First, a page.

RGCB scientists unravelling the Vitamin B12 mystery

Published: 04th February 2013 12:06 PM  |   Last Updated: 04th February 2013 12:06 PM   |  A+A-

What does Vitamin B12 deficiency got to do with organic farming? A lot, finds scientists at the Rajiv Gandhi Centre for Biotechnology (RGCB), here.

Increasing Vitamin B12 deficiency among the population has been baffling science for a while now. This vitamin, most essential for maintaining a healthy body and mind, is not synthesised by plants. For the same reason, vegetarians generally tend to be deficient.

However, our vegetarian grandmothers and grandfathers never suffered this deficiency.

“To explain this conundrum, we conjectured that they could have got it from the food they ate, especially the vegetables,” said R Ajaykumar, who along with T R Kannan, E V Soniya and M Radhakrishna Pillai had conducted the study.

Just like plants, even animals are unable to synthesise vitamin B12. But certain bacteria can do this job - bacteria that reside in the gut of ruminants such as cow, goat and sheep. But how did the vegetarians in the older generation get access to this?, was the million dollar question.

The scientists, on a hunch, decided to test the cow dung for the presence of the vitamin and it turned out to be positive. New experiments were designed and dung samples were collected from cows reared with different food habits - one group predominantly fed on fresh grass, one on dried hay and the last group on synthetic commercial feed.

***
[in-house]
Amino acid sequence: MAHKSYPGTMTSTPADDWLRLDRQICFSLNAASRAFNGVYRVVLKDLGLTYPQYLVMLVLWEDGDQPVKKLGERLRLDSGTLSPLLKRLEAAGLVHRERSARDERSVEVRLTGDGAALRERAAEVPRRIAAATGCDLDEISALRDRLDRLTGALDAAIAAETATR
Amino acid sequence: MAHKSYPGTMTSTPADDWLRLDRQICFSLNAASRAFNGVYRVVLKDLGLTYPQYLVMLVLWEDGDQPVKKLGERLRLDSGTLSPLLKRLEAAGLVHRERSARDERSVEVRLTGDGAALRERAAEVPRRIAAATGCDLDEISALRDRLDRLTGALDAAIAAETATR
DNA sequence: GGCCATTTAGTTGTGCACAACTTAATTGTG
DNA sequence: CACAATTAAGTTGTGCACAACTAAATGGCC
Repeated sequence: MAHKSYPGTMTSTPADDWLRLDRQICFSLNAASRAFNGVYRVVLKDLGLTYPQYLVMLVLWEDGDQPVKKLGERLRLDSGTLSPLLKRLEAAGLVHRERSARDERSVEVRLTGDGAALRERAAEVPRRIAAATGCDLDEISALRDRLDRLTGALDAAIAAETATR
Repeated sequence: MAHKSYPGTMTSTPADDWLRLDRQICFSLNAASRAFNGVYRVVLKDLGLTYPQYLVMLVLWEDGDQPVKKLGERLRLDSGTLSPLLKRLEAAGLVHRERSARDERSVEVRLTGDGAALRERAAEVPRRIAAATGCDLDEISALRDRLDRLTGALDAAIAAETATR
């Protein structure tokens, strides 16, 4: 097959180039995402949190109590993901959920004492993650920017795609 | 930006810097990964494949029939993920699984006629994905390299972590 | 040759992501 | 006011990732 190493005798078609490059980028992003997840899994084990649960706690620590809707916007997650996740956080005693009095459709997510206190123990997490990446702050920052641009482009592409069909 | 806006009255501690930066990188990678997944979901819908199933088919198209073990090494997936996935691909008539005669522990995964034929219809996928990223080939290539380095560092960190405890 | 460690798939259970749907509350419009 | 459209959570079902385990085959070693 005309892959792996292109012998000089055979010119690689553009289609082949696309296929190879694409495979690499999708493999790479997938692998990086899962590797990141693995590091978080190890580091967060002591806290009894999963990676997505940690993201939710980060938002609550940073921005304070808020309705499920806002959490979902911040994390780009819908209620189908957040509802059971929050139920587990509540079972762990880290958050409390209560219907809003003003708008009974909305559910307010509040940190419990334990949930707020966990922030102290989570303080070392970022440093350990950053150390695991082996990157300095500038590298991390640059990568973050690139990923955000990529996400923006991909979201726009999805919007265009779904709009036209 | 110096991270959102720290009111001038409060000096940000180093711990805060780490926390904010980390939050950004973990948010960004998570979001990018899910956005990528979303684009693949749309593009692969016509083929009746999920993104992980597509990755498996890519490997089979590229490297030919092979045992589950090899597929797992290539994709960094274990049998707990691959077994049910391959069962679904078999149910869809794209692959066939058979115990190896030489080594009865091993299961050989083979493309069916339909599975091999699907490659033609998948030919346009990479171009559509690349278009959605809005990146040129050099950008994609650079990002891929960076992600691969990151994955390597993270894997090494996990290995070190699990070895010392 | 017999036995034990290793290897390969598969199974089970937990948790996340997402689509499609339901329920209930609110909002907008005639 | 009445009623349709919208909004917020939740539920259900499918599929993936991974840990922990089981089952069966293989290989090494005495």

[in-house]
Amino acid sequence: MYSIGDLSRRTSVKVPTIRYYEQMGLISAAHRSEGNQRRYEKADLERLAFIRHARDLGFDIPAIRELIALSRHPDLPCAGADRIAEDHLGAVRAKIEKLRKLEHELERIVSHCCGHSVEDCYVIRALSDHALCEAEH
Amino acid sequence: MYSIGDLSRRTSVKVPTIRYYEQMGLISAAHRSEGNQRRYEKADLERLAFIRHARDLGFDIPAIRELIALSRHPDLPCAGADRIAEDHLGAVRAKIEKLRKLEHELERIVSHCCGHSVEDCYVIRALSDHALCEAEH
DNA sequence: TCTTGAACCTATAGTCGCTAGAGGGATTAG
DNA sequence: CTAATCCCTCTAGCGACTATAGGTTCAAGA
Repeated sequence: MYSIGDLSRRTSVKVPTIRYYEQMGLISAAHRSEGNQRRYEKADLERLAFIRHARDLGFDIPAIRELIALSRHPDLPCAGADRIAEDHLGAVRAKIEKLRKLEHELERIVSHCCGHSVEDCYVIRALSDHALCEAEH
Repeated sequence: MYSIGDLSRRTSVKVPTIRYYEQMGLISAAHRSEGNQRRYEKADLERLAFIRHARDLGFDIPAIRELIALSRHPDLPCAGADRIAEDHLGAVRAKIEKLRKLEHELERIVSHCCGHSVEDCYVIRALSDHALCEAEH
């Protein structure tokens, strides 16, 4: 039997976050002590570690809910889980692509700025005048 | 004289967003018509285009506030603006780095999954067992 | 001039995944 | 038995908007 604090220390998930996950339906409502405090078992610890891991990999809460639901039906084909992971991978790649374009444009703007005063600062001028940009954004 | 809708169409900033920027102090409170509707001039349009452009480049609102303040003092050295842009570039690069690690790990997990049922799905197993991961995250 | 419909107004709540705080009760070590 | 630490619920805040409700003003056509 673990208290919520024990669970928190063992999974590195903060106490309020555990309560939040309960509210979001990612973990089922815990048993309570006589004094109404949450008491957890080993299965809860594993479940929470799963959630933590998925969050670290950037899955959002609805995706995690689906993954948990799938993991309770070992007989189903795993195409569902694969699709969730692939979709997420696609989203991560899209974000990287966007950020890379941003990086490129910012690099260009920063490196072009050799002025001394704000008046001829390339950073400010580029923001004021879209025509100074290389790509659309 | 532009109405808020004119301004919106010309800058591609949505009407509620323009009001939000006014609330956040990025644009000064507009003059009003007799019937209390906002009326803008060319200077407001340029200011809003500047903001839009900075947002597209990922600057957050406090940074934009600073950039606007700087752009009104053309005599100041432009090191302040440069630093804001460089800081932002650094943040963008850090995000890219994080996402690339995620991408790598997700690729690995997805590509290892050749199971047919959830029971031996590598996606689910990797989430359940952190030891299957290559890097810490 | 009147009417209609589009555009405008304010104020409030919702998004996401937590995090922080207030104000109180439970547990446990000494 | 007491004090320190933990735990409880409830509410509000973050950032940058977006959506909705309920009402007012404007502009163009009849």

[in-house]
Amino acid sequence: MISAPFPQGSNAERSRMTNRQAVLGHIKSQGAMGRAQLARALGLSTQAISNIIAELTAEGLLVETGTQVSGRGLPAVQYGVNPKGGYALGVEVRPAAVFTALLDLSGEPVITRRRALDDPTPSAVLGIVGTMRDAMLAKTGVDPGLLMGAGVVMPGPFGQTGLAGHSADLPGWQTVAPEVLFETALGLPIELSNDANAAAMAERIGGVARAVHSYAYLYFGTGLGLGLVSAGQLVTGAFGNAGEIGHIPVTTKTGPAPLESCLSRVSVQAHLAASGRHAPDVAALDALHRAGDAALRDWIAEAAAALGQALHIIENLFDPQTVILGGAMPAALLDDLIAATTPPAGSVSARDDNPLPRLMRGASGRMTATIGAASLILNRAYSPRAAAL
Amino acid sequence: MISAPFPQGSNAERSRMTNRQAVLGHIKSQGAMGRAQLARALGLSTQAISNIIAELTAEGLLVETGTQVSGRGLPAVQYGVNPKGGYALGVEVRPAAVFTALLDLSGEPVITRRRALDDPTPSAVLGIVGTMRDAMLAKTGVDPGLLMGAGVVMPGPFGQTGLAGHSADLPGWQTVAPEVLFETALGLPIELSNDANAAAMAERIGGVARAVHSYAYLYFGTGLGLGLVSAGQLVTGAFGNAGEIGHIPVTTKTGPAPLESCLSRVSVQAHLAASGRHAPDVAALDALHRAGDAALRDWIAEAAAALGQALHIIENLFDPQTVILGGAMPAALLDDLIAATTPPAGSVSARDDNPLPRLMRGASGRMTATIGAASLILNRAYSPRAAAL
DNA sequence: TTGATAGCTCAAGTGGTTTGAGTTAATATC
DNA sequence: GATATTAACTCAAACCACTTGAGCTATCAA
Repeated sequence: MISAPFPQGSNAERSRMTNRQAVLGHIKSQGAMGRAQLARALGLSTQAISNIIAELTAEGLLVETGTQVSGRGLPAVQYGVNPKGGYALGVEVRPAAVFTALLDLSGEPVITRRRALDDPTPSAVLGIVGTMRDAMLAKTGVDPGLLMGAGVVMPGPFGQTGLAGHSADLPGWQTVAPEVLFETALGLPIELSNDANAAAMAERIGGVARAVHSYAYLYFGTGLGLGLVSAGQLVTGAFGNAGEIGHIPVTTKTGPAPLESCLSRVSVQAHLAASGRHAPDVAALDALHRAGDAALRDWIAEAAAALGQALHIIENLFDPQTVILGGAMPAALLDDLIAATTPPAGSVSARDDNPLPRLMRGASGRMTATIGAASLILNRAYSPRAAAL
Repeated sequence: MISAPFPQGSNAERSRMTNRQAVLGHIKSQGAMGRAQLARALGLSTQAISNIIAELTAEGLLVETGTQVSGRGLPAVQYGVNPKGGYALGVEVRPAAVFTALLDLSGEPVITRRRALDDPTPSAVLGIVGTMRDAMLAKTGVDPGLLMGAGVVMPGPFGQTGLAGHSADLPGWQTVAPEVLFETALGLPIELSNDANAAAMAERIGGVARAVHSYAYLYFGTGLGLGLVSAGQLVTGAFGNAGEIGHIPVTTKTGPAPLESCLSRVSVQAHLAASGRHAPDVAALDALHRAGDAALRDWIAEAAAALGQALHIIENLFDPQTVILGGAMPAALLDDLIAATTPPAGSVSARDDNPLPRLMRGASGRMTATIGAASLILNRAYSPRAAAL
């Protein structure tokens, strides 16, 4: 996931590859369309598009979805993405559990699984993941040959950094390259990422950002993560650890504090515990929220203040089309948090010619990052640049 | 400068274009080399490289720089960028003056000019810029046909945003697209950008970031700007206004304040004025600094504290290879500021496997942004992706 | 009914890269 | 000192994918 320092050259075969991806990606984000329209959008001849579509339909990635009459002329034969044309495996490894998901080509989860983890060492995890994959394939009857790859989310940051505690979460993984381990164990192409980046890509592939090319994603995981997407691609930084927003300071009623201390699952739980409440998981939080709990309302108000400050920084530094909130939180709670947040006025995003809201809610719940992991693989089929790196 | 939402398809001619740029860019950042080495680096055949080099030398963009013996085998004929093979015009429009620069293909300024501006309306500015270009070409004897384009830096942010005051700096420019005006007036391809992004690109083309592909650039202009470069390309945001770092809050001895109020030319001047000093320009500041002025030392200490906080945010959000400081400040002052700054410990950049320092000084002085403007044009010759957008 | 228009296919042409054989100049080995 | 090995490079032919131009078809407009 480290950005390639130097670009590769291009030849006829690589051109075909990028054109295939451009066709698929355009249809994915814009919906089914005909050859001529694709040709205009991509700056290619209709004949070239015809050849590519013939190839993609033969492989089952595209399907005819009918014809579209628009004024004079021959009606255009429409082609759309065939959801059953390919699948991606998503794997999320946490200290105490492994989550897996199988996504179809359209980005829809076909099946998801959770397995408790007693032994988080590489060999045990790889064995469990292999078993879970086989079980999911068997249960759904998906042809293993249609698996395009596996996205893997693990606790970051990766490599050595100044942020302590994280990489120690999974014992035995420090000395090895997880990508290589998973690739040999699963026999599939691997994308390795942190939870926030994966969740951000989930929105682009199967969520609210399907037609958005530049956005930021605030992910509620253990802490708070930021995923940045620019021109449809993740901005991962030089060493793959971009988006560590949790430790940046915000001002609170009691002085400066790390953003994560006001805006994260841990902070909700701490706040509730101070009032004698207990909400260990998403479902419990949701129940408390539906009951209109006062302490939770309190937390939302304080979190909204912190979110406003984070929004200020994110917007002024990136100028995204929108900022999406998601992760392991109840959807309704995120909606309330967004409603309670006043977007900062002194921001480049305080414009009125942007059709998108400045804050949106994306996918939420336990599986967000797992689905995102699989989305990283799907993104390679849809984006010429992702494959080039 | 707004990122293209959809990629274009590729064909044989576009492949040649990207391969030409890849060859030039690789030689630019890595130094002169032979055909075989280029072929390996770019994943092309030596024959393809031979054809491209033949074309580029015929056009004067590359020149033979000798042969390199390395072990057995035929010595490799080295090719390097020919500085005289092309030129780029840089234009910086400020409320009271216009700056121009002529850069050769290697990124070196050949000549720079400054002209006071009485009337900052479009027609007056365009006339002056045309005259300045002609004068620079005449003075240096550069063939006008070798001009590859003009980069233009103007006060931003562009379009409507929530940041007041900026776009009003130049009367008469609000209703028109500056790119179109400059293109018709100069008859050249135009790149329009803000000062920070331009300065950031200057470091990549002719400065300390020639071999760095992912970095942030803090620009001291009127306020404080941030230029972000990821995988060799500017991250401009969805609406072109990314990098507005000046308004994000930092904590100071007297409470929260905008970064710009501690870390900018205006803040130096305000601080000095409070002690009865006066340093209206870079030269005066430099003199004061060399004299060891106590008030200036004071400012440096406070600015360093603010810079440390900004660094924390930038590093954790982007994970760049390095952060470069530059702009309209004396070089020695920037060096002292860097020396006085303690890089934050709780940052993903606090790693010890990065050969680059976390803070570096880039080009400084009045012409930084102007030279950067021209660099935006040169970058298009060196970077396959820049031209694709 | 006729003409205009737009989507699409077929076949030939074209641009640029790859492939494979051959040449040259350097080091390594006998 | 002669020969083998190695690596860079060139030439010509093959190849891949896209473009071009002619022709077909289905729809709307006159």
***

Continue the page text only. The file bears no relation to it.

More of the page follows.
Maximum amount of the vitamin was found in cows fed on green grass while in others it was less by about 75 percent.

This explained one major cause for the deficiency. Green grass is hard to find and cows fed on green grass even more harder to find. Obviously the deficiency, even among non-vegetarians, was bound to go up.

The next perplexing question was how the green grass could have so much of vitamin B12, especially since the grass cannot synthesise it. Would it have been contaminated with vitamin B12-rich cow dung or would it have absorbed the vitamin from the soil already contaminated with dung?

The scientific team at RGCB grew ‘cheera’ plants in tissue culture and found that the plants grown in glass beakers could absorb the vitamin B12 from the growth medium provided. They also found that the vitamin was found accumulated in portions of the plants that are consumed.

“So we assume that this is what happens in the soil too, under natural conditions. After our field studies, we will come to a final answer,” said Ajayakumar.

Long ago, in our villages, plants were generally fertilised with cow dung. The natural contamination of soil with the dung from grazing cows or by human application of the same as manure would have given the plants enough Vitamin B12.

If the plants had enough Vitamin B12, so would the vegetarians.

 “This calls for an introspection on the current system of vegetable cultivation. Organic farming is probably one of the cheap and best ways to solve the problem of vitamin B12 deficiency in our country” said RGCB director M Radhakrishna Pillai.

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